• Timing and need for echo remains unclear
  • Neurology consultation availability
national feasibility
National Feasibility
  • National feasibility of ADP:
    • 18% of EDs have an EDOU
    • 220 JCAHO stroke centers
    • 380 SCPC accredited CPCs
  • Learning from these models -

Hospitals with ADP resources may have:

    • More inpatient beds
    • More competitive market
    • Higher volume
    • More likely to be urban
economic implications u s health care costs
Economic Implications – U.S. Health Care Costs
  • National health care costs
    • “Hospital Care” accounts for the largest portion of US health care (30%)
    • Potential savings:
      • If only 18% used ADP = $29 million
      • If all used ADP = $161 million
    • Medicare is now paying hospitals for the observation of ALL conditions (including TIA) with APC 8003
      • Effective January
clinical case outcome
  • The patient was started on aspirin and admitted to the ED observation unit.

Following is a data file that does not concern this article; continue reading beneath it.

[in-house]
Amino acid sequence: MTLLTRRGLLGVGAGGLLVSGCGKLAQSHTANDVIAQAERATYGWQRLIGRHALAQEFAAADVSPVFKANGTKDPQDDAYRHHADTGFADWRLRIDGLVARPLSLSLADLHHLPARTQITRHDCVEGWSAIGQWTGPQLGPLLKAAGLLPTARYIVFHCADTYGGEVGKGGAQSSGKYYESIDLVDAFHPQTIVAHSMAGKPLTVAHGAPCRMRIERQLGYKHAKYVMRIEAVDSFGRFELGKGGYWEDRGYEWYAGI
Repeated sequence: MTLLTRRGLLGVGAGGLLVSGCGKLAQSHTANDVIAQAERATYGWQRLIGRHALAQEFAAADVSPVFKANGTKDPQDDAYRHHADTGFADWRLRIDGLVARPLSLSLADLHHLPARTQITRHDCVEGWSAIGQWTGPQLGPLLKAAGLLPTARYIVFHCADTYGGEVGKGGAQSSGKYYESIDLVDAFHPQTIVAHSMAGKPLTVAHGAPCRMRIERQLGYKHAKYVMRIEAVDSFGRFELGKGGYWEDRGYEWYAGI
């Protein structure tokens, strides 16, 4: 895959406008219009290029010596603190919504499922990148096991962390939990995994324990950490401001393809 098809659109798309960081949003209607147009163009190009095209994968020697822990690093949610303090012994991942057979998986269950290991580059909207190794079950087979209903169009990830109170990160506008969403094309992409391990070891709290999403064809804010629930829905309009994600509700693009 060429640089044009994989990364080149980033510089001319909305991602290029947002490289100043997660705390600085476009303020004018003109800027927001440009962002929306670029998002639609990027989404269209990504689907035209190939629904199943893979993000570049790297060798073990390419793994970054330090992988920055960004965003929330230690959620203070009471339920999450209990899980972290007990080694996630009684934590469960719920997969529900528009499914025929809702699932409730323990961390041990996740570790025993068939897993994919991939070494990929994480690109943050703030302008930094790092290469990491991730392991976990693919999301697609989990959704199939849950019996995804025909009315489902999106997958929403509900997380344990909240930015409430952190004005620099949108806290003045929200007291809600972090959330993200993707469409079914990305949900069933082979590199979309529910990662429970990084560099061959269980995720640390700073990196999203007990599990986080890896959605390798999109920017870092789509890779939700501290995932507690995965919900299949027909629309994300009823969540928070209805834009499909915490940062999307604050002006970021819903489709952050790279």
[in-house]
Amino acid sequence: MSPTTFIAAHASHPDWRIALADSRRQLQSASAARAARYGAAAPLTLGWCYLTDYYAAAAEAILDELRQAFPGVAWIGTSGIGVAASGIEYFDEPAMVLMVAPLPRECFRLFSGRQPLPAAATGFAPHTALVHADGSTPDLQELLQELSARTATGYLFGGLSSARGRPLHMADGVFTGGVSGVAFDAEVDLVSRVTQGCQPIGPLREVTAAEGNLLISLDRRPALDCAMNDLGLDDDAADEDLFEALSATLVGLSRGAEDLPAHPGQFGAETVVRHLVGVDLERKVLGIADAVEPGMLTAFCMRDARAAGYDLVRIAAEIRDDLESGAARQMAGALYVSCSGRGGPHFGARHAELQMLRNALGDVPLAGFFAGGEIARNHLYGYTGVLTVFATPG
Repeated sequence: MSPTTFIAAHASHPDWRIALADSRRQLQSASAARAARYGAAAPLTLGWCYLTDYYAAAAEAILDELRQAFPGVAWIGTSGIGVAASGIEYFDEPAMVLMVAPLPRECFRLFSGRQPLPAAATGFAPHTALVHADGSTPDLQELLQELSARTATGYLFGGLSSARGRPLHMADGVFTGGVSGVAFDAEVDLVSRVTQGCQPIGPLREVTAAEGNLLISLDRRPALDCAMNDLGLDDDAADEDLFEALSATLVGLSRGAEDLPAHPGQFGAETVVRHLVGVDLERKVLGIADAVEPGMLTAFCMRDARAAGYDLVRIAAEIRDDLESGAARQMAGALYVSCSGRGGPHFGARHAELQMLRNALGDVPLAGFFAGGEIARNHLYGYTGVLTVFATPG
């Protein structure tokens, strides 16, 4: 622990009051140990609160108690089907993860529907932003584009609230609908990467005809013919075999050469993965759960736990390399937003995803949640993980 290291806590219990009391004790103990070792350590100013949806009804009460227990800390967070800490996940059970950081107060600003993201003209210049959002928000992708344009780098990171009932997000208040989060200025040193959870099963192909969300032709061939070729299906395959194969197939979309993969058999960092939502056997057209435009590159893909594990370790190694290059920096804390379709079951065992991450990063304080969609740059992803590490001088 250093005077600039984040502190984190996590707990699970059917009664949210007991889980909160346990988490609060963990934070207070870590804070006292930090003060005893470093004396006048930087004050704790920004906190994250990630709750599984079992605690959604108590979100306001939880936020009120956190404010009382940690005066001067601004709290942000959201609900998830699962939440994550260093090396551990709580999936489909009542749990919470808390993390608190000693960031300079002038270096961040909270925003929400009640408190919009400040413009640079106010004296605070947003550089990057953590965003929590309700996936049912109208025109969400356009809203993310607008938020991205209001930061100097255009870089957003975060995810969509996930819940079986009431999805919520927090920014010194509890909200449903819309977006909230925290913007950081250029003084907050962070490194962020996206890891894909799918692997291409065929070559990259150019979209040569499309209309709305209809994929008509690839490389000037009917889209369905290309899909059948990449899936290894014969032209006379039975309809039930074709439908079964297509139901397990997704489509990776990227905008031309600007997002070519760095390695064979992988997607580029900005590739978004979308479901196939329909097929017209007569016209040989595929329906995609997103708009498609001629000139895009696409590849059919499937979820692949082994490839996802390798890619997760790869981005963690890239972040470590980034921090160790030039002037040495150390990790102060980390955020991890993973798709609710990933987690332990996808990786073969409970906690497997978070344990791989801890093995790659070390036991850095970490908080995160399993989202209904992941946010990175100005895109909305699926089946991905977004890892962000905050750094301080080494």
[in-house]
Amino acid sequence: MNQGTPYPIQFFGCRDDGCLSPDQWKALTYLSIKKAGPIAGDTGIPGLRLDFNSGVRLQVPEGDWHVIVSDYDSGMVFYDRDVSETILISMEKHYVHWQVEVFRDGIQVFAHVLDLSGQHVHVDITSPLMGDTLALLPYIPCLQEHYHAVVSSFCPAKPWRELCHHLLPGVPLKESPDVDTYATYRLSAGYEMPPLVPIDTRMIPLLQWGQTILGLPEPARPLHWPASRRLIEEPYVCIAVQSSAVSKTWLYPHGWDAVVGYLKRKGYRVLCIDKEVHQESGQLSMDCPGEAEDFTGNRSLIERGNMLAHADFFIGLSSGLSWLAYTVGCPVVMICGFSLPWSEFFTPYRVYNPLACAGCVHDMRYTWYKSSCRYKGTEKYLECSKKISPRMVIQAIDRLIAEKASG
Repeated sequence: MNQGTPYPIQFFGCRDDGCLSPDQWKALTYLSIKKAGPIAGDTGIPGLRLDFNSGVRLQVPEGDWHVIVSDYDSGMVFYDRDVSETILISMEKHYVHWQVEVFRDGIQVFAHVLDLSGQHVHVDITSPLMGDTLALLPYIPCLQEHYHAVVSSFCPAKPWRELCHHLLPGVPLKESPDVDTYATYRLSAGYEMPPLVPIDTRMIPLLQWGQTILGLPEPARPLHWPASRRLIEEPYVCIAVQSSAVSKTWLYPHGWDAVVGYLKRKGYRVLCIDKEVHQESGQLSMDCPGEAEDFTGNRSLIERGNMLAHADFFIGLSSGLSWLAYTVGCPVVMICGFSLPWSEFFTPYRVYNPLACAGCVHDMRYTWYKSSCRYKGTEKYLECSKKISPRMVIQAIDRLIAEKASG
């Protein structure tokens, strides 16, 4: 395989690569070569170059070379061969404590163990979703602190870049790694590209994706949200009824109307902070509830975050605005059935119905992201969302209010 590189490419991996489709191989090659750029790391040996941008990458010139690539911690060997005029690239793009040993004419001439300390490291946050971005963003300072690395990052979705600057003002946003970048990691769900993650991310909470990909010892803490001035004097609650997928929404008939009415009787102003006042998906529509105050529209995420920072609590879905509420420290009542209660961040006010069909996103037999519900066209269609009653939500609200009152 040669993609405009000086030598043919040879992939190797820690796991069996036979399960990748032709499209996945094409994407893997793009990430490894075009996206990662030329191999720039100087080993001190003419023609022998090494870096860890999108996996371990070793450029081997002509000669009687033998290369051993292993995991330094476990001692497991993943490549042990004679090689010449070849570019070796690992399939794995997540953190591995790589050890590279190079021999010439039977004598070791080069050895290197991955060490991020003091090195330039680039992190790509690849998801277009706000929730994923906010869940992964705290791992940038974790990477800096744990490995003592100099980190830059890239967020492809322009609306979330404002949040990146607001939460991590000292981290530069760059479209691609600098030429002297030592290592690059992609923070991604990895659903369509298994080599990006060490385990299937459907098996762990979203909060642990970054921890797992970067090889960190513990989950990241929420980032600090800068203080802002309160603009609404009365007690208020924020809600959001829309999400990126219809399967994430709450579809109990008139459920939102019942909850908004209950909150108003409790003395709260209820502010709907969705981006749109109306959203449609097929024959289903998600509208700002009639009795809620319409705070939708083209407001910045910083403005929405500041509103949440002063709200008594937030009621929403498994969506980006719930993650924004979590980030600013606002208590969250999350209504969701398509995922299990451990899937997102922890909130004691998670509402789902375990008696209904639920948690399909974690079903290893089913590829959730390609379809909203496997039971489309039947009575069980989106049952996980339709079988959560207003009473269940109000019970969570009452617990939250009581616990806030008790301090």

• While in the unit she had a 2-D echo with bubble contrast, that was normal. She had no arrhythmia detected on cardiac monitoring and no subsequent neurological deficits.
  • However, carotid dopplers were abnormal. She showed 30-50% stenosis of the right internal carotid artery, and a severe flow limiting >70% stenosis of the left carotid artery at the origin of the internal carotid artery.
  • She was admitted to the hospital for endarterectomy. Five days following ED arrival, and following inpatient pre-operative clearance, she underwent successful endarterectomy.
  • On one month follow-up she was asymptomatic and her carotids were doing well.
  • TIAs are ominous
    • Justifies acute interventions, including hospitalization
    • Opportunity to prevent injury
  • “TIAs” are heterogeneous in origin
    • Management should be individualized
    • Prognostic scores and newer imaging may help
  • Secondary prevention is critical
questions www ferne org maross@emory edu